Reader Kirk Edgar has a question for the ages. He writes:
I’m in the process of cleaning out my iMac—removing data that’s not current and apps that I don’t use or won’t work under Yosemite. Because I’ve done this before and been stuck with unreadable media, what’s the best way of archiving digital material so that it can most likely be retrieved in the future if desired?
Given that my prophetic powers are no more honed than the average guy who writes on the Internet, I can’t, with absolute certainty, tell you which formats will and won’t survive. But I can offer some guidelines.
For archived files, stick with popular formats
You need spend only five minutes with a dedicated AppleWorks user to get a hint of how painful it can be to lose files because their format has been relegated to the dustheap. Much as you may prefer working with App X, if it’s a not-terribly-popular app and it saves files in a proprietary format, you could be looking at trouble down the road. At the very least, when saving files and presented with the option to make an additional copy in a popular format, seize it. This may not result in a file as editable as you may like, but at least you have some kind of copy that you can work with at a later date.
I’m not suggesting that you delete any original files. They still work and may continue to. I’m simply saying that having a copy in a different (and popular) format can’t hurt.
Keep an eye peeled
Again, sorry to twist the knife, but there were plenty of signs that ClarisWorks/AppleWorks file formats were going the way of the dodo long before they vanished entirely. Apple stopped updating AppleWorks, which should have hinted that it was time to move on. In those days you could still convert many (though not all) ClarisWorks and AppleWorks files to common file formats with relative ease, using tools such as DataViz’s MacLinkPlus Deluxe.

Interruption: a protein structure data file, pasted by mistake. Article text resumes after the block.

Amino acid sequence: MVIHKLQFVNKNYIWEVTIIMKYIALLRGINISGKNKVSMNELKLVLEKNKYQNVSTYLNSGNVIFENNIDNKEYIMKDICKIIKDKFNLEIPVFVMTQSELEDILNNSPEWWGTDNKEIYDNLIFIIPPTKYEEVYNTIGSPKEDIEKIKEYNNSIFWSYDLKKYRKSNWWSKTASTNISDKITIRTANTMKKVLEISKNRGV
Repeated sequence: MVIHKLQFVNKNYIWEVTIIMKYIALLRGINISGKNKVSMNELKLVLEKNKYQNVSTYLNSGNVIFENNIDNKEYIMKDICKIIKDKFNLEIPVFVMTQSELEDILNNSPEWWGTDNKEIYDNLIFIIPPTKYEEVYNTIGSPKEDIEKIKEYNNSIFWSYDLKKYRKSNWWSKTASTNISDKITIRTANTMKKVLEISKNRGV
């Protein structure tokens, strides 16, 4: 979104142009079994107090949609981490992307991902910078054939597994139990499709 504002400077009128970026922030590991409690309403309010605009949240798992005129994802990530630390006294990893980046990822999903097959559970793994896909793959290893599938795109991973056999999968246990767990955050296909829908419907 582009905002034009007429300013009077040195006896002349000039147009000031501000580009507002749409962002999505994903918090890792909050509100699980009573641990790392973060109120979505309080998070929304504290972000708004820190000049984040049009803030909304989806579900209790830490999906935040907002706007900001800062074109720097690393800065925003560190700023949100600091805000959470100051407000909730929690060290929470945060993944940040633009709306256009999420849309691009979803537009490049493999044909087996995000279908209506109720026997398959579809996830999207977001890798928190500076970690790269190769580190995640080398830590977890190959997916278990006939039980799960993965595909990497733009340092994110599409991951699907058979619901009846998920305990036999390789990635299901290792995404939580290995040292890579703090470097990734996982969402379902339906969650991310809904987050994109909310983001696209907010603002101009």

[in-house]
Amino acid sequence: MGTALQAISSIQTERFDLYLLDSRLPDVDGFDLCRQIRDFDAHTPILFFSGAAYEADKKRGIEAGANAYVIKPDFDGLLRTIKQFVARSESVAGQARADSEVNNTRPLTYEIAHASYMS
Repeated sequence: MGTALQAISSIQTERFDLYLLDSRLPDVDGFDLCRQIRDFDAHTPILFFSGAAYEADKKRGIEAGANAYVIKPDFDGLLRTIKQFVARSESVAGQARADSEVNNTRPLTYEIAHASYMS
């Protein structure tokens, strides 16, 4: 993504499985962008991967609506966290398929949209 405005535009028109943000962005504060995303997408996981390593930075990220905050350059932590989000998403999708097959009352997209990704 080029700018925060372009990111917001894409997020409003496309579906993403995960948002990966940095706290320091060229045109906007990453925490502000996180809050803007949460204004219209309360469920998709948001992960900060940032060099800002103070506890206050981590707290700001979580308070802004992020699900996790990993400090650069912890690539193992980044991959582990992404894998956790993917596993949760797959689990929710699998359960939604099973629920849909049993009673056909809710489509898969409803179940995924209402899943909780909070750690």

Yet even with these hints, many AppleWorks users stubbornly continued to create files that were soon to be obsolete. By the time these folks accepted that their beloved application suite was well and truly dead, it became that much harder to convert their files, as the necessary tools became unavailable or incompatible with the modern Mac OS. Don’t be that person.
Trust the government (and others)
When considering the best formats to use for your media and files, take a look at the formats adopted by large corporations and governments. For example, the vast majority of online forms are saved as PDF files. While Microsoft may change the way Word files are saved (and heaven knows we’ve seen changes in Apple’s iWork formats), PDF looks like the solid bet for preserving formatted text. And plain text has been around forever and I can’t image that it won’t be for years to come. It’s not formatted, but at least it’s readable.
In regard to media, you want to look for formats that are both popular as well as unmucked-with.